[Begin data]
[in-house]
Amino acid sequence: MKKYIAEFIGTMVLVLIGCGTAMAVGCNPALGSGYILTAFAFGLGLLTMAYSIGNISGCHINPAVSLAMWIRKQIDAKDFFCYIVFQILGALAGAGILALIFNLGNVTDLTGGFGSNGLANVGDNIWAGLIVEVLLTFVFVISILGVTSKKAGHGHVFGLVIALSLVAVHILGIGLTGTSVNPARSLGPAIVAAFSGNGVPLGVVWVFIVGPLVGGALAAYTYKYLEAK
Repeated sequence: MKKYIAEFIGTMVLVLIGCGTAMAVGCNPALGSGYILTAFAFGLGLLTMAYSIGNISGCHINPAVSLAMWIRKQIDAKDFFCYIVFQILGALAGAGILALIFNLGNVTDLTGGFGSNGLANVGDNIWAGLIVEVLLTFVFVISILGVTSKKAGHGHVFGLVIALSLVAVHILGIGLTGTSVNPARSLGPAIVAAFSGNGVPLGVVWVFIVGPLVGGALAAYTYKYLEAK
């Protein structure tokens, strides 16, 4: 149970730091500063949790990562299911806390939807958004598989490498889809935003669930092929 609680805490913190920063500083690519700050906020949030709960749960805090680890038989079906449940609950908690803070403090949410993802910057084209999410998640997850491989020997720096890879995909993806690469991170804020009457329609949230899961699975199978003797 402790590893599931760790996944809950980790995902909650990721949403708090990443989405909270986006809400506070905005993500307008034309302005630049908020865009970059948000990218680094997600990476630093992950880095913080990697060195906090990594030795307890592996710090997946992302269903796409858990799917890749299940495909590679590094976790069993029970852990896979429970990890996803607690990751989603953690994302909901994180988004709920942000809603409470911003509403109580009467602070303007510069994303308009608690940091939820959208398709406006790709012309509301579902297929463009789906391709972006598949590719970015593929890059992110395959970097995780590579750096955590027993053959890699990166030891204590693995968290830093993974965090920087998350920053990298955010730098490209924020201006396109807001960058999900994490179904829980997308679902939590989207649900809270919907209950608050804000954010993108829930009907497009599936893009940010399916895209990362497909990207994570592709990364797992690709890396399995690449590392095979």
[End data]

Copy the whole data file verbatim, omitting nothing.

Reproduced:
[in-house]
Amino acid sequence: MKKYIAEFIGTMVLVLIGCGTAMAVGCNPALGSGYILTAFAFGLGLLTMAYSIGNISGCHINPAVSLAMWIRKQIDAKDFFCYIVFQILGALAGAGILALIFNLGNVTDLTGGFGSNGLANVGDNIWAGLIVEVLLTFVFVISILGVTSKKAGHGHVFGLVIALSLVAVHILGIGLTGTSVNPARSLGPAIVAAFSGNGVPLGVVWVFIVGPLVGGALAAYTYKYLEAK
Repeated sequence: MKKYIAEFIGTMVLVLIGCGTAMAVGCNPALGSGYILTAFAFGLGLLTMAYSIGNISGCHINPAVSLAMWIRKQIDAKDFFCYIVFQILGALAGAGILALIFNLGNVTDLTGGFGSNGLANVGDNIWAGLIVEVLLTFVFVISILGVTSKKAGHGHVFGLVIALSLVAVHILGIGLTGTSVNPARSLGPAIVAAFSGNGVPLGVVWVFIVGPLVGGALAAYTYKYLEAK
């Protein structure tokens, strides 16, 4: 149970730091500063949790990562299911806390939807958004598989490498889809935003669930092929 609680805490913190920063500083690519700050906020949030709960749960805090680890038989079906449940609950908690803070403090949410993802910057084209999410998640997850491989020997720096890879995909993806690469991170804020009457329609949230899961699975199978003797 402790590893599931760790996944809950980790995902909650990721949403708090990443989405909270986006809400506070905005993500307008034309302005630049908020865009970059948000990218680094997600990476630093992950880095913080990697060195906090990594030795307890592996710090997946992302269903796409858990799917890749299940495909590679590094976790069993029970852990896979429970990890996803607690990751989603953690994302909901994180988004709920942000809603409470911003509403109580009467602070303007510069994303308009608690940091939820959208398709406006790709012309509301579902297929463009789906391709972006598949590719970015593929890059992110395959970097995780590579750096955590027993053959890699990166030891204590693995968290830093993974965090920087998350920053990298955010730098490209924020201006396109807001960058999900994490179904829980997308679902939590989207649900809270919907209950608050804000954010993108829930009907497009599936893009940010399916895209990362497909990207994570592709990364797992690709890396399995690449590392095979």